A self-styled citizen journalist who filmed a physical confrontation with Morro Bay Police Chief Greg Allen and another officer says he is considering taking legal action against the city.
VIRAL VIDEO Santa Maria resident Nathaniel Thomas said his right to film in public was violated after a physical confrontation with Morro Bay Police Chief Gregory Allen and Officer Greg Gruitch on Feb. 6.
VIDEO BY NATHANIEL THOMAS VIA YOUTUBE.COM
Nathanial Thomas, a Santa Maria man who posts videos of himself filming at various government facilities, says he believes the incident, which ended with Allen and Morro Bay Police Officer Greg Gruitch forcing him to the ground and handcuffing him, violated his rights.
"This was obviously a physical assault," Thomas told New Times. "I have legal representation already. We are going to file a claim against the city. We are possibly going to pursue criminal charges as well."
Thomas, who films at police stations, military installations, and other government buildings in what he and others call "First Amendment audits," said he was confronted by Allen and Gruitch after filming both outside and inside the Morro Bay police station on Feb. 6. A short clip of the confrontation, filmed by Thomas, begins with Gruitch stating that Thomas committed a misdemeanor crime by filming inside the police station, though he cannot cite a specific penal code. Thomas responds that he's filming in the lobby, which is a public space.
After Gruitch asks for Thomas' name and identification, Thomas refuses. The video ends with the two officers grabbing Thomas and forcing him to the ground after he refuses to identify himself and asks to speak to his lawyer.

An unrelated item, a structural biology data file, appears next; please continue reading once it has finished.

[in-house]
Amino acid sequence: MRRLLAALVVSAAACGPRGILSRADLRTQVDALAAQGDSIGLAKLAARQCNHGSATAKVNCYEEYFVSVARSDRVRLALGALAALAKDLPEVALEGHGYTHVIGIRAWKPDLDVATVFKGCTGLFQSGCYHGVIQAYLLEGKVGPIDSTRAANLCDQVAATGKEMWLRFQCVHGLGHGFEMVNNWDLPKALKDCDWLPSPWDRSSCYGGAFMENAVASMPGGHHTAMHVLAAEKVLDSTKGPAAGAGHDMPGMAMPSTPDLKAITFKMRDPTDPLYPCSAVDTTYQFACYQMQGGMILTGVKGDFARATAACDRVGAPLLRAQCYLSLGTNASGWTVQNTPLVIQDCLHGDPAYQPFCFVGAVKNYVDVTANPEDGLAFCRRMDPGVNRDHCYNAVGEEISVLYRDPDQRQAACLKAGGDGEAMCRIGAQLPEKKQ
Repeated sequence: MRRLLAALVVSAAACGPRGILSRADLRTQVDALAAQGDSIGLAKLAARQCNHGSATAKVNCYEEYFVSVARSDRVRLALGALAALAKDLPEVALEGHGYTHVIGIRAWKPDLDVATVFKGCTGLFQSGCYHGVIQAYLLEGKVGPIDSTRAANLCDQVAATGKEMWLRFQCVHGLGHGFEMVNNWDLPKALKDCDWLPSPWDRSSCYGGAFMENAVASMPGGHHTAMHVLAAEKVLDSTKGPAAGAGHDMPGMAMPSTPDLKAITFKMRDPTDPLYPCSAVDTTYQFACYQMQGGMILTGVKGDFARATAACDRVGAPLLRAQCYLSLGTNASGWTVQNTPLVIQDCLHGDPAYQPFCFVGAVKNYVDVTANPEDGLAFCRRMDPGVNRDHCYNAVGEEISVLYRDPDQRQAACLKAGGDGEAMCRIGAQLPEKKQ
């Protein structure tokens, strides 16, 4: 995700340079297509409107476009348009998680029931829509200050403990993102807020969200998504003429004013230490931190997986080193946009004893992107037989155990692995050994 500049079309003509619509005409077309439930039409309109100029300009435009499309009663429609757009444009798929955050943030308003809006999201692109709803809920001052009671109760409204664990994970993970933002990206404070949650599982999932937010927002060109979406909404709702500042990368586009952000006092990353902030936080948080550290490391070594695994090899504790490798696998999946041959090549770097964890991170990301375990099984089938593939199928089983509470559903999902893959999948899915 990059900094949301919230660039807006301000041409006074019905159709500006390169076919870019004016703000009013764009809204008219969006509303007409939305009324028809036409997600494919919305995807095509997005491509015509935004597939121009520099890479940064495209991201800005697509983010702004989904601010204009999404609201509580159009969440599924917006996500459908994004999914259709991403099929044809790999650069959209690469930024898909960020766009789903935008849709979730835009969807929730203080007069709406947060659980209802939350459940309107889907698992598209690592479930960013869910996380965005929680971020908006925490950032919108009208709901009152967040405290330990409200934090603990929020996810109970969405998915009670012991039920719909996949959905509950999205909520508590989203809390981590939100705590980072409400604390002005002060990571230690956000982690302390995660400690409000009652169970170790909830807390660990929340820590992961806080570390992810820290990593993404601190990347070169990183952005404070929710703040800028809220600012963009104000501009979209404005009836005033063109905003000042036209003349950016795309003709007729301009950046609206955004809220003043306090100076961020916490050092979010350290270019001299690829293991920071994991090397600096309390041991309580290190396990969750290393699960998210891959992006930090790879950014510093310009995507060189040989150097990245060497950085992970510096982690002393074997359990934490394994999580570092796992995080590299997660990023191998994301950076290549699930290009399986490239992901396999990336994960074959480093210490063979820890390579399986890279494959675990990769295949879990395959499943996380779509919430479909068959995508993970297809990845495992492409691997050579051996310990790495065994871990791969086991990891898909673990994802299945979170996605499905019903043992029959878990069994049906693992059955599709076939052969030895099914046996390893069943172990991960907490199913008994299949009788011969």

"I hit my head on the concrete," Thomas said. "I saw stars."
Thomas said he was handcuffed and placed in a police car for about 45 minutes to an hour before he was released without any charges.
According to a statement from the Morro Bay Police Department, Allen detained Thomas out of a concern for officer safety, stating he had "an immediate concern for the safety of police employees based on his personal knowledge of past attacks on stations."
In Thomas' video, Allen raises concerns that Thomas was filming around the back of the station, where officers enter and exit the facility.
"I have officer safety concerns for my officers," Allen said in the video. "In a lot of towns we have people all the time, and we're not accusing you of this, but [they] may not have the best intentions for our officers."
The department's statement said that Thomas was released after an investigation into his identity and actions "revealed he posed no public safety threat." Allen did not respond to New Times' request for comment.
Despite Allen's concerns, Thomas said he still had a right to film the station, noting that he only filmed the station from public areas.
"They were obviously ignorant of the law," he said. "They are going to be held accountable for that." Δ